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Monday, February 12, 2018

Florida worries about climate change

Por Feco

An initiative in Florida aims at sensitizing the citizens about the more individual effects of climate change, which are definitely more than frequent wildfires, longer periods of drought in some regions and an increase in the number, duration and intensity of tropical storms. Although the practical outcome of the group is yet to be seen, the intention lying behind is at all points, necessary.

Florida Clinicians on Climate Action was officially created last month to raise awareness of the others effects of climate change people are not used to being talked to. It is widespread that the majority of persons think about climate change in terms of melting glaciers, famished polar bears and flood waters splashing at the doors of Miami Beach condo buildings, says El Nuevo Herald, an article dealing with such an important subject.

The prevalent thought is that the impacts of global warming are just that, problems for a future yet to be seen. So people do not pay too much attention, focusing as they are in the daily things of life. However, according to the publication, doctors in Florida say the changing climate is a public health risk, one they already see in their health institutions right now. That is why some clinicians have formed a new group to make themselves heard. “They want to educate people and policymakers about the dangers of a hotter, more humid world, and the risks to their most vulnerable patients”. And they have come across with colleagues all over the State to form a special “league” and pull some ears.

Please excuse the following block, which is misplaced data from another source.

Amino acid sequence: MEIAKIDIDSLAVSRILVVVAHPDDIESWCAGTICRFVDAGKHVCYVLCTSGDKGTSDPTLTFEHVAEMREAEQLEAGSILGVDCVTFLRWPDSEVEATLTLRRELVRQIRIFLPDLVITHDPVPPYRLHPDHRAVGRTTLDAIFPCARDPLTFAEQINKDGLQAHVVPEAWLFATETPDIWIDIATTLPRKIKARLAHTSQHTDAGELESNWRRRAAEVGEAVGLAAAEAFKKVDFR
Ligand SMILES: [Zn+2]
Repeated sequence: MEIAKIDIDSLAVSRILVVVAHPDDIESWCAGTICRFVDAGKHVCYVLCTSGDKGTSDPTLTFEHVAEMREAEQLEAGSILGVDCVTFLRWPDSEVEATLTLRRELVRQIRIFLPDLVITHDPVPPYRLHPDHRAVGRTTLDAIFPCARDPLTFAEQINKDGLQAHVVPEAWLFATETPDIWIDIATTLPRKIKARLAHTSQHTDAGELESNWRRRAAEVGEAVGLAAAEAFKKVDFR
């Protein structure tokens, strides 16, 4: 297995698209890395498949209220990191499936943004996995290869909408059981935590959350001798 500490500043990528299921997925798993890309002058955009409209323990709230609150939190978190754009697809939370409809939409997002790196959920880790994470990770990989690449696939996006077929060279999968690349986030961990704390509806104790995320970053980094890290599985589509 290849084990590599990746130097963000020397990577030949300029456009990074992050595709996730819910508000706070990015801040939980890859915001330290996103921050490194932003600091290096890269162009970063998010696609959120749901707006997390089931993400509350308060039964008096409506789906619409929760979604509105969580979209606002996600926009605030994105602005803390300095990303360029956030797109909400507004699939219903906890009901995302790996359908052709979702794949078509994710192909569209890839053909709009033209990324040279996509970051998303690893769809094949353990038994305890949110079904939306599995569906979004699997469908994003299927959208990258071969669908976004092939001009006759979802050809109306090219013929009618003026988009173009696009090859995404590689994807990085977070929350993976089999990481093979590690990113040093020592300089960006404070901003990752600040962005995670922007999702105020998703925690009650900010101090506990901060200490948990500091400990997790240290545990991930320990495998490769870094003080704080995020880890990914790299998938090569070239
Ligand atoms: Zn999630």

The group doesn’t have a government structure or a prepared agenda yet, but members say that “they want to make sure people know how climate change is already affecting public health”. Although the data gathered on the short term effects of global warming are still scarce, doctors said they know what they see and they’re ready to act. They mentioned that heat worsens asthma, heart and lung disorders and even mental illnesses. And the region knows about heat and extreme humidity.

Another of the risks is that changing climate helps spread mosquito-borne diseases (like Zika), and research shows it also makes hurricanes stronger and more common. Taking all these into account, it is evident who are the underdogs who will suffer more: low-income populations, the elderly and people of color. “Low-income people have less opportunity to get out of the path of health impacts of climate change,” confirmed Dr. Mark Mitchell, co-chair of the National Medical Association Commission on Environmental Health. All of the more reason for clinicians to step in. They want to make sure everyone knows about the impacts of climate change, at all extents, and how to protect themselves.

A Yale Survey, as cited in El Nuevo Herald, said that Floridians who know climate change is happening represented the 70 %, while those who think it will affect them personally was a minor 41 %. Thus, the need of taking immediate action in the Sunshine State of the US.